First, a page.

What’s more, targeted marketing is persuading tourists to spend on experiences beyond flights and accommodations. The Tourism Authority of Thailand and tour operators now advertise adventure tourism, ecotourism, spiritual tourism, and LGBTQ+ tourism to meet prospective visitors’ niche interests. The government even offers a three-month visa for those studying Muay Thai, the country’s indigenous fighting style.

Thailand is also pitching itself as a picturesque production set, planting its scenery in front of millions of eyeballs. Netflix’s Mother of the Bride was filmed at two Minor resorts, and a third resort in Chiang Mai will feature in season 3 of HBO’s White Lotus

“COVID accelerated changes that were going to happen anyway. This is a maturation of the hotel market.”

Bill Barnett, founder and managing director, C9 Hotelworks

Hotels have also cut costs by choosing not to restore positions slashed during COVID. They’ve automated repetitive tasks like check-ins. Chatbots can answer many guest inquiries, and existing staff have learned to multitask. A front-desk attendant can mix a drink in a pinch, says Saharat “Sears” Jivavisitnont, executive director of Jee Teng Hospitality Group, which owns the 600-room Four Points by Sheraton in Phuket.

The post-COVID recovery, however, has not been equal. Paul Pruangkarn, chief of staff at the Pacific Asia Travel Association, warns that small and medium-size tour operators “don’t have the resources” to invest in new tech or to attract talent amid a labor shortage. He says those are two areas where the government could help by funding worker training programs or offering low-interest loans to smaller players.

“We definitely need more skilled labor,” Jivavisitnont says. “The demands and expectations of customers coming to Thailand are rising,” he says. Today’s guests want amenities like seamless connectivity and Internet of Things–enabled room features. Some hotels are using big data and AI to personalize experiences based on a customer’s past preferences.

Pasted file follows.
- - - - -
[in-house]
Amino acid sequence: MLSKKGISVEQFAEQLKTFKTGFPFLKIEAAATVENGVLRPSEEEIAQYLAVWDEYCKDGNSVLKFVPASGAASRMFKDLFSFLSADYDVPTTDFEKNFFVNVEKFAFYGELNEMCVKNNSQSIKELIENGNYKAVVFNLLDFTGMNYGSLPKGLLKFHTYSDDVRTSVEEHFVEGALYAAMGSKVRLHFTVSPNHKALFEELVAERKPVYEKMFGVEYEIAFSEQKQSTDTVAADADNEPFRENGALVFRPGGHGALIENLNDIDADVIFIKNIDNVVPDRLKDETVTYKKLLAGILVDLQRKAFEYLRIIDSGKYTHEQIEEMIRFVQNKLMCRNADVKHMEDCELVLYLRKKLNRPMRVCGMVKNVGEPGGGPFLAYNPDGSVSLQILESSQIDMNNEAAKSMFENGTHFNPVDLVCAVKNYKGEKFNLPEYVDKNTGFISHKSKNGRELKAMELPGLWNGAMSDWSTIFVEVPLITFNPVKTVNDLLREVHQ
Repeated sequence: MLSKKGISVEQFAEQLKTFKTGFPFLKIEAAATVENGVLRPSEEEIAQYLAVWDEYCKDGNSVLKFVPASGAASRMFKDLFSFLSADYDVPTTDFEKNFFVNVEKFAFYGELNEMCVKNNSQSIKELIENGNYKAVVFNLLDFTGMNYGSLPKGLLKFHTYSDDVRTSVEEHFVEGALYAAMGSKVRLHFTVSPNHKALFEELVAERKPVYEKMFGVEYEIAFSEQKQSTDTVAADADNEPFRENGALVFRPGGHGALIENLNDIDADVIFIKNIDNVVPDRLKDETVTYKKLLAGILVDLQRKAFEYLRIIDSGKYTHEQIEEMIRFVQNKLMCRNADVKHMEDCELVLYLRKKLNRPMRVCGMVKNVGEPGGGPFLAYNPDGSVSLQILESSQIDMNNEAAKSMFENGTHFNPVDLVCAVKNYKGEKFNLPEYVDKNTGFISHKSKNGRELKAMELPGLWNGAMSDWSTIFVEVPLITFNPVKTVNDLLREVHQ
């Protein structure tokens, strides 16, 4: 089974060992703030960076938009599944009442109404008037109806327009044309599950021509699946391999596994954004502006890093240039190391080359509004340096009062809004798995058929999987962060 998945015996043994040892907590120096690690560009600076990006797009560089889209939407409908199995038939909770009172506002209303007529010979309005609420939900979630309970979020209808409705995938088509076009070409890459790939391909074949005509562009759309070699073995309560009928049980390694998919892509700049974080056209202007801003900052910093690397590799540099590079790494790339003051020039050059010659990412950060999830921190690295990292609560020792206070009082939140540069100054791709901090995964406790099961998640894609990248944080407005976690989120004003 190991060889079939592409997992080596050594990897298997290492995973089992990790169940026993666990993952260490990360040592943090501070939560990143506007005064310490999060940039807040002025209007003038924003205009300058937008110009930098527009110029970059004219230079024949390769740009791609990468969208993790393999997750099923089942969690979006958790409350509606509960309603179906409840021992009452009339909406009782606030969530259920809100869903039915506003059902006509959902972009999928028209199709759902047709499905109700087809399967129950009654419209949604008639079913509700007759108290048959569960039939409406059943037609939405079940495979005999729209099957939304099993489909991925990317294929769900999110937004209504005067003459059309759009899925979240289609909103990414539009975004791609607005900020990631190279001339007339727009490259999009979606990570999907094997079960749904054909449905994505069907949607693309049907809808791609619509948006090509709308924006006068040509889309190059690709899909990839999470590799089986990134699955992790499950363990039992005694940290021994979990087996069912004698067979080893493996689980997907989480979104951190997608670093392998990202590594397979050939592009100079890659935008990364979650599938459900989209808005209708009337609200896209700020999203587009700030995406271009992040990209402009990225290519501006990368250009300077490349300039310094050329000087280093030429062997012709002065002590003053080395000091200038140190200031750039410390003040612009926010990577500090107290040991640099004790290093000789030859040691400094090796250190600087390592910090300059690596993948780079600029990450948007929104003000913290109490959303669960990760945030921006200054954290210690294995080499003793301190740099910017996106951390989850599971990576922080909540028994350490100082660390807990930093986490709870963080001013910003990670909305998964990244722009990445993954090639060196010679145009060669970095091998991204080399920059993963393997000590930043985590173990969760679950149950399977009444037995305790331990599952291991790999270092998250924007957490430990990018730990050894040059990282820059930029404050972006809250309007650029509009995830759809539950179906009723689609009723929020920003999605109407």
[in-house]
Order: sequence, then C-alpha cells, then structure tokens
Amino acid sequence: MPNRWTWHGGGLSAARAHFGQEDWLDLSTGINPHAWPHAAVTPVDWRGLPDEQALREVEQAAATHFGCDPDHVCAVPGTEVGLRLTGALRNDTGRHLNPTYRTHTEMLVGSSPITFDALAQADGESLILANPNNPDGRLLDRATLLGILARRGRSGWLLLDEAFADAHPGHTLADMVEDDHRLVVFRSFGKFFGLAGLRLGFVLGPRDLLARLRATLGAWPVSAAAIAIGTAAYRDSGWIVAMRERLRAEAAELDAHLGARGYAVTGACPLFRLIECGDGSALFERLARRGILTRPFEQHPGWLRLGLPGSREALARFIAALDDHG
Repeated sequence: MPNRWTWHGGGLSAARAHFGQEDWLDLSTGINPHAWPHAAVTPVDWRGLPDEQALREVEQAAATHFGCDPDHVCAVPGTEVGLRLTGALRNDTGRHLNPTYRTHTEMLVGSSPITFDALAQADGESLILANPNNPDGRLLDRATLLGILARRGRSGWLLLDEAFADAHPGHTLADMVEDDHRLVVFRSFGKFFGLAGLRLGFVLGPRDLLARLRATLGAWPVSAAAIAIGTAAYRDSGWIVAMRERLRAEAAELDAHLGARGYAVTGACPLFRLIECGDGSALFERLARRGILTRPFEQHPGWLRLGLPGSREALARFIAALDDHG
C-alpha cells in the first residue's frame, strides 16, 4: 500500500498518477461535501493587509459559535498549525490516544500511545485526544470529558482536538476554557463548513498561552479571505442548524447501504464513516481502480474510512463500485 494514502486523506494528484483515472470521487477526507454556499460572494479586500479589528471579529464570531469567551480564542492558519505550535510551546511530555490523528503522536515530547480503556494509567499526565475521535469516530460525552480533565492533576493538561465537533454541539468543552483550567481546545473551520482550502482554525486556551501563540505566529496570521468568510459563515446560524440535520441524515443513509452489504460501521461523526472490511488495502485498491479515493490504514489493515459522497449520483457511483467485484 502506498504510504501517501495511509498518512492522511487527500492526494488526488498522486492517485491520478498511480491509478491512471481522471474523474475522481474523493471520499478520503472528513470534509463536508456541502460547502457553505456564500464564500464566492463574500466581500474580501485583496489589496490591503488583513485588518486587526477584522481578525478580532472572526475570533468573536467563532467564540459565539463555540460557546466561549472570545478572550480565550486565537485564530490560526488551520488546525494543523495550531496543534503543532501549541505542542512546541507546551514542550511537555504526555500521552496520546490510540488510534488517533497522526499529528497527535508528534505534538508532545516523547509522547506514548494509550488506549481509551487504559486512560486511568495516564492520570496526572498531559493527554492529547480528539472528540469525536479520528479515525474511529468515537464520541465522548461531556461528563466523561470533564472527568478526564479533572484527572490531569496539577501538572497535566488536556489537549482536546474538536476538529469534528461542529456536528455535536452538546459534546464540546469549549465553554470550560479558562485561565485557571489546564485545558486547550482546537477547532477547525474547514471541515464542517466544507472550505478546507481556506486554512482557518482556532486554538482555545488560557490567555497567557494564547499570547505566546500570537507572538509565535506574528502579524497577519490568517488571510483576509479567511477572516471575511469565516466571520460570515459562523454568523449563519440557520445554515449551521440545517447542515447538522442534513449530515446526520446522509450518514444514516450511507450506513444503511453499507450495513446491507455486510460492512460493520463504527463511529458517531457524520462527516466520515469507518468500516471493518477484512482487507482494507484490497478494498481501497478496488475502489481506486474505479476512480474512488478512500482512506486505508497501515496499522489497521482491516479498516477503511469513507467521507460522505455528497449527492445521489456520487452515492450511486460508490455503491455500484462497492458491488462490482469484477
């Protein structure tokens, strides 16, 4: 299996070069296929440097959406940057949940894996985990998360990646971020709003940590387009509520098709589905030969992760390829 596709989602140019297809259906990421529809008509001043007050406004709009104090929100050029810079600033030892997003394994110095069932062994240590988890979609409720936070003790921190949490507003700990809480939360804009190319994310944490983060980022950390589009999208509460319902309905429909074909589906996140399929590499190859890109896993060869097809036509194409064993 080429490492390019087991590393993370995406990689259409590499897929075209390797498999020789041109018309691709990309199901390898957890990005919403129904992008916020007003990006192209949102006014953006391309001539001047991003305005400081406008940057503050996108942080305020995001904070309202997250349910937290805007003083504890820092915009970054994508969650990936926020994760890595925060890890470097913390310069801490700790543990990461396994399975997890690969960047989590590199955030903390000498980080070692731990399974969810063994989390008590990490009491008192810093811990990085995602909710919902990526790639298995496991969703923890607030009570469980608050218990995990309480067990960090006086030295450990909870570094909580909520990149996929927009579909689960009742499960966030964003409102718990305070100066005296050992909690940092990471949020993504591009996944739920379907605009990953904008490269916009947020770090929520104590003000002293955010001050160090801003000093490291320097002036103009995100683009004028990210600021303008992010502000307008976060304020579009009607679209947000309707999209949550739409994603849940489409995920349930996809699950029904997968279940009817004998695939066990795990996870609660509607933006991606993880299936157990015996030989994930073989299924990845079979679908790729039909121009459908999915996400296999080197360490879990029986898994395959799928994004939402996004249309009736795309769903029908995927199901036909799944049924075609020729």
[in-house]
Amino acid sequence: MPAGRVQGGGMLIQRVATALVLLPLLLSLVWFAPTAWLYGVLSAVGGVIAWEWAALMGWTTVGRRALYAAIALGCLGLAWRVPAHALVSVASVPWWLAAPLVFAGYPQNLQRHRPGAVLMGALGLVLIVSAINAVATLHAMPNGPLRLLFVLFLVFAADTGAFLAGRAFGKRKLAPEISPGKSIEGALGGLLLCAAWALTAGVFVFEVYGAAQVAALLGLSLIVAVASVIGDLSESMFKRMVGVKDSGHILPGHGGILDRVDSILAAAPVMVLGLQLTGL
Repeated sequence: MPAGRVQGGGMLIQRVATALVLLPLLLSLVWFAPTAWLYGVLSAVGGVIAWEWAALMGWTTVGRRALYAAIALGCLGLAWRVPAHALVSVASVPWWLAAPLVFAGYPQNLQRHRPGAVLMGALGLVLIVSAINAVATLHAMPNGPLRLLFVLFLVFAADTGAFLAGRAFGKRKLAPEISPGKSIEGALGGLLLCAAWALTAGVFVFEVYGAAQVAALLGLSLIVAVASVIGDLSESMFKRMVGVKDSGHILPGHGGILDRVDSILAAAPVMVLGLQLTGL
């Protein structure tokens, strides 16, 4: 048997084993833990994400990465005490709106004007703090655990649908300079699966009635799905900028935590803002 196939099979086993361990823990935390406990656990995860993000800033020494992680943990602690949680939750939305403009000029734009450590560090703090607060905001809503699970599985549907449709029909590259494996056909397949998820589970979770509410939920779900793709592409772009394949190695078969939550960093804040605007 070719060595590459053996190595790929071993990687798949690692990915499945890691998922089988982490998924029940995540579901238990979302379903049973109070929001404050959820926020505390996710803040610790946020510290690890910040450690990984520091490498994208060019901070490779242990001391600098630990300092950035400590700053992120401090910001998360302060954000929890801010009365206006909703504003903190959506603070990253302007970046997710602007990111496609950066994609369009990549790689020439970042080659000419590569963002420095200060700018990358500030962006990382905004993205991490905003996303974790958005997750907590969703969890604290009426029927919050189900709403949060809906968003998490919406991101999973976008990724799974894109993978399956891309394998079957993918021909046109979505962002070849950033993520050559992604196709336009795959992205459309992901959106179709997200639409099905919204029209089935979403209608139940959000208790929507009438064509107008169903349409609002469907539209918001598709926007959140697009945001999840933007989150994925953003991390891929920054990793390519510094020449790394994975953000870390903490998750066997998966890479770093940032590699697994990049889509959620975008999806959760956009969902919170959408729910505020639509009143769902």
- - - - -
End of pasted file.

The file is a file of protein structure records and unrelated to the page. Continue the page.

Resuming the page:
Thailand’s government has already intervened to prop up its almighty tourism industry in recent years. In July 2021 it launched the region’s first “travel sandbox” on Phuket, allowing vaccinated and tested tourists to visit the island. Since fully reopening, the government has waived visa fees for tourists from China, India, and dozens of other countries, and eased requirements for others. The government has also ramped up its financial support for Thai Airways, No. 81 on the Fortune SEA 500. The 48% state-owned carrier has returned to profitability and will soon exit a court-ordered restructuring. Longer term, Thai authorities are planning to double the capacity of Bangkok’s two international airports to a combined 200 million passengers by 2030, build new airports in Phuket and Chiang Mai, and open more provincial airports to international arrivals. 

Analysts expect Thailand’s 2024 visitor numbers to finally surpass those of 2019, but industry leaders are preparing for the next possible disruption. “These are unpredictable times,” Heinecke says. “The lesson is to be prepared. Be flexible, be adaptable, and above all keep a strong balance sheet.” 

This article appears in the June/July 2024 Asia issue of Fortune with the headline, “Thailand reclaims its tourism mojo.”